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‘Pirate’ heads west to guide another ship
My college career at Texas Tech began with absolutely no desire to go to Red Raider football games. I was dragged into one by my hallway roommates and was instantly hooked on the odd calls and amazing offensive stretches down the field.
When I went to college Mike Leach, who used to be offensive coordinator for the Valdosta State Blazers from 1992-1996 and then Kentucky from 1997-1998, was the “Pirate” in charge of the Raiders and he had weapons like Graham Harrell and Michael Crabtree. In 2008, during the best season of football Tech had ever played I sat in line for the Texas game at Jones AT&T Stadium at 8 a.m. and waited until close to 7 p.m. for them to let students inside.
That night Crabtree scored in the last seconds of the game to upset Texas, with fans rushing the field not once, not twice but three times (one time for the touchdown, the second time after the extra point and lastly at the end of the game).
My team went into 2009 without its major weapons, but gained new ones. Taylor Potts was all right even though it felt like the entire college wanted to see Steven Sheffield be quarterback. We were still under Mike Leach and he led us to 9-4 (5-3 in Big 12 play). We beat Oklahoma in 2009 and that was revenge for 2008’s crushing loss and three-way tie with Texas and Oklahoma.
But Tech lost its “Pirate” at the end of regular games. He was fired for the alleged abuse of Adam James, Craig James’ son. Everyone at Tech seemed to know that couldn’t have been the case and that it must have been our athletic department and school who were at odds with Leach.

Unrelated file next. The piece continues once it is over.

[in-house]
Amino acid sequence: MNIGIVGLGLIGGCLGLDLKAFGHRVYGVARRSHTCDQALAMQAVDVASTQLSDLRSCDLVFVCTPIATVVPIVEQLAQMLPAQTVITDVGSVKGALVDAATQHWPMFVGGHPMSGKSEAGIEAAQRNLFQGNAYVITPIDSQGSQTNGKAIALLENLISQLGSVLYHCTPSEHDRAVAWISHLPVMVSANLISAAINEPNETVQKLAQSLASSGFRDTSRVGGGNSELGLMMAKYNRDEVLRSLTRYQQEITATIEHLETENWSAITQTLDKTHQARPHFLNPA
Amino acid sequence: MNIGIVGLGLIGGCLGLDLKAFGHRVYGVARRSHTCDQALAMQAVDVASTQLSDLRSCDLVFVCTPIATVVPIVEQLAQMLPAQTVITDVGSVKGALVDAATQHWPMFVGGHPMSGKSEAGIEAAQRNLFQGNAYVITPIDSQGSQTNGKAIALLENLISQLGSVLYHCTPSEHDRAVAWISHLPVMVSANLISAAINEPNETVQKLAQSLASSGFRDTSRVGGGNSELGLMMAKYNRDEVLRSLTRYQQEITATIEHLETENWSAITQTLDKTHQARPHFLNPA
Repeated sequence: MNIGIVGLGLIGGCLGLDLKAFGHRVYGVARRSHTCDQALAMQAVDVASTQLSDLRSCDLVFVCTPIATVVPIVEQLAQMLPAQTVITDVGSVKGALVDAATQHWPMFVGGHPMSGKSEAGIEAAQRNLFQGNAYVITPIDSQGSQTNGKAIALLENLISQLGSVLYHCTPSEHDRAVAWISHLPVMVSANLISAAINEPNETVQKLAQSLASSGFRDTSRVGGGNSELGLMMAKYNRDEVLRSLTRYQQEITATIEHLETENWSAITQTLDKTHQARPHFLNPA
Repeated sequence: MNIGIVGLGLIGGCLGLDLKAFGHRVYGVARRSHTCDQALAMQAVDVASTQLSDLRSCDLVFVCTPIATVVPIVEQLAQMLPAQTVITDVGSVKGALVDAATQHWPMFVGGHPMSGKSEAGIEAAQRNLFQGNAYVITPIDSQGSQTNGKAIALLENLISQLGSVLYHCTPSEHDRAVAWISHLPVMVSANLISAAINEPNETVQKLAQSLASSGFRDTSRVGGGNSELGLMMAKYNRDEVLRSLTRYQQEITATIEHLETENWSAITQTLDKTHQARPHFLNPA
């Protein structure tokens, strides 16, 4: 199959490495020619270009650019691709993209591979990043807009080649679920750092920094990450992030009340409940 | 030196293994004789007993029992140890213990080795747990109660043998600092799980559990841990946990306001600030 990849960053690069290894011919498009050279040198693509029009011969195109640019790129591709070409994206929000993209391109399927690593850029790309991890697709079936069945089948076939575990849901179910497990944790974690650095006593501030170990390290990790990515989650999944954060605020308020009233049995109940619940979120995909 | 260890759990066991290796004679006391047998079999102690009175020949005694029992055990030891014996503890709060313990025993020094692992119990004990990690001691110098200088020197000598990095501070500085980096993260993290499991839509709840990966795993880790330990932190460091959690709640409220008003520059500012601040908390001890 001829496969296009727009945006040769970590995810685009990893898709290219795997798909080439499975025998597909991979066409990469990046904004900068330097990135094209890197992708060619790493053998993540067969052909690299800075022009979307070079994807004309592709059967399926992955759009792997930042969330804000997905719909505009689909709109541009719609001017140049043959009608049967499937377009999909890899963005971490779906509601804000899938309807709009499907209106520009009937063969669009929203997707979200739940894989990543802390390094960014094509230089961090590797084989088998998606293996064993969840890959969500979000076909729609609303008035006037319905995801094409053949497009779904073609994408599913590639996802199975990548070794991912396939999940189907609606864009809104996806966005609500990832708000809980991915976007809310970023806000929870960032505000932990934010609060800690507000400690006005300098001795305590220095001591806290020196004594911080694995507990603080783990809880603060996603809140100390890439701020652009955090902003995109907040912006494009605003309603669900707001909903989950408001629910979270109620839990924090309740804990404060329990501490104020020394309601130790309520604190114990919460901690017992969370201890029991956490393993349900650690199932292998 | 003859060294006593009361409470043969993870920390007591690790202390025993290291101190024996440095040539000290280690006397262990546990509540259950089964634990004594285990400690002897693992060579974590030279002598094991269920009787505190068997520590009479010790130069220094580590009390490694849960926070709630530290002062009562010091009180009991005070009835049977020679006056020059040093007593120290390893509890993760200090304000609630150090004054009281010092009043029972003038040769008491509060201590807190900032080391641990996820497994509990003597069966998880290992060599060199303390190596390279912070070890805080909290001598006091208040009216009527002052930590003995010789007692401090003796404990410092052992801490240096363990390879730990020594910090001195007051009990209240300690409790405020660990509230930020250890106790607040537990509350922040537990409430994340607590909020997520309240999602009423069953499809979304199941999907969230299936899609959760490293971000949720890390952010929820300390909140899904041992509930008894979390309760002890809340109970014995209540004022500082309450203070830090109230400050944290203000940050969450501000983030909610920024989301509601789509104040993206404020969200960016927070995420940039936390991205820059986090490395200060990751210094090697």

Now he’s at Washington State after a hiatus that saw him announce a couple of games as a sportscaster. Leach is excellent at bringing nothing schools to the top of their leagues. The Jones AT&T Stadium should be named after Mike Leach for putting bottoms in seats (we really just stood up the whole time).
I’d like to say my team is Washington State now. I’ll always be a Red Raider, but Tommy Tuberville’s team is not the same as what I remembered. He tries to be known as the “Riverboat Gambler” but that’s nothing compared to a real “Pirate.” I wish Texas Tech the best and look forward to watching televised games whenever I can here in Georgia, but now I’ll have another team to root for in that offense-crazy PAC-12 division, the Washington State Cougars.
Leach, whose head coaching record is 84-43, should bring some excellent recruits to the Cougars who are in dire need of them after the school’s lowest winning percentage of all time, 9-40, with former head coach Paul Wulff.
“Pirates function as a team. There were a lot of castes and classes in England at the time. But with pirates, it didn’t matter if you were black, white, rich or poor,” Leach said in an ESPN article. “The object was to get a treasure. If the captain did a bad job, you could just overthrow him.”
Next year should be an interesting one for Washington State, and I hope they enjoy Leach’s personality like we did in Lubbock.
Derek Moy is a staff writer for the Sylvania Telephone and 2011 graduate of Texas Tech University.